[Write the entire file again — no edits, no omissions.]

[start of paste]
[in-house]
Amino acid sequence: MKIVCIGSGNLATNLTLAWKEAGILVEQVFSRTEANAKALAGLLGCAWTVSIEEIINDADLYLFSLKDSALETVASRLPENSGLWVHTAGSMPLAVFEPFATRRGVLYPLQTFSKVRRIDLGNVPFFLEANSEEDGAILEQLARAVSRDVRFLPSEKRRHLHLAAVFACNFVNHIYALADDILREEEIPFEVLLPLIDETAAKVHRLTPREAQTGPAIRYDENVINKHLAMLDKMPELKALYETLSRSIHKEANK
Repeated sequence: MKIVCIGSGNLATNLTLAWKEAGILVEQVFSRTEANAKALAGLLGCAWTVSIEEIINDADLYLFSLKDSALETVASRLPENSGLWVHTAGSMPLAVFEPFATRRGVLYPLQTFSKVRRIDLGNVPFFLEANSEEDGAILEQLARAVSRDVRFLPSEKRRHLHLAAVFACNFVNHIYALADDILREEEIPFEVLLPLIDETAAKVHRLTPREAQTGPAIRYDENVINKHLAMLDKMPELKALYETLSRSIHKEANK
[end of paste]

[in-house]
Amino acid sequence: MKIVCIGSGNLATNLTLAWKEAGILVEQVFSRTEANAKALAGLLGCAWTVSIEEIINDADLYLFSLKDSALETVASRLPENSGLWVHTAGSMPLAVFEPFATRRGVLYPLQTFSKVRRIDLGNVPFFLEANSEEDGAILEQLARAVSRDVRFLPSEKRRHLHLAAVFACNFVNHIYALADDILREEEIPFEVLLPLIDETAAKVHRLTPREAQTGPAIRYDENVINKHLAMLDKMPELKALYETLSRSIHKEANK
Repeated sequence: MKIVCIGSGNLATNLTLAWKEAGILVEQVFSRTEANAKALAGLLGCAWTVSIEEIINDADLYLFSLKDSALETVASRLPENSGLWVHTAGSMPLAVFEPFATRRGVLYPLQTFSKVRRIDLGNVPFFLEANSEEDGAILEQLARAVSRDVRFLPSEKRRHLHLAAVFACNFVNHIYALADDILREEEIPFEVLLPLIDETAAKVHRLTPREAQTGPAIRYDENVINKHLAMLDKMPELKALYETLSRSIHKEANK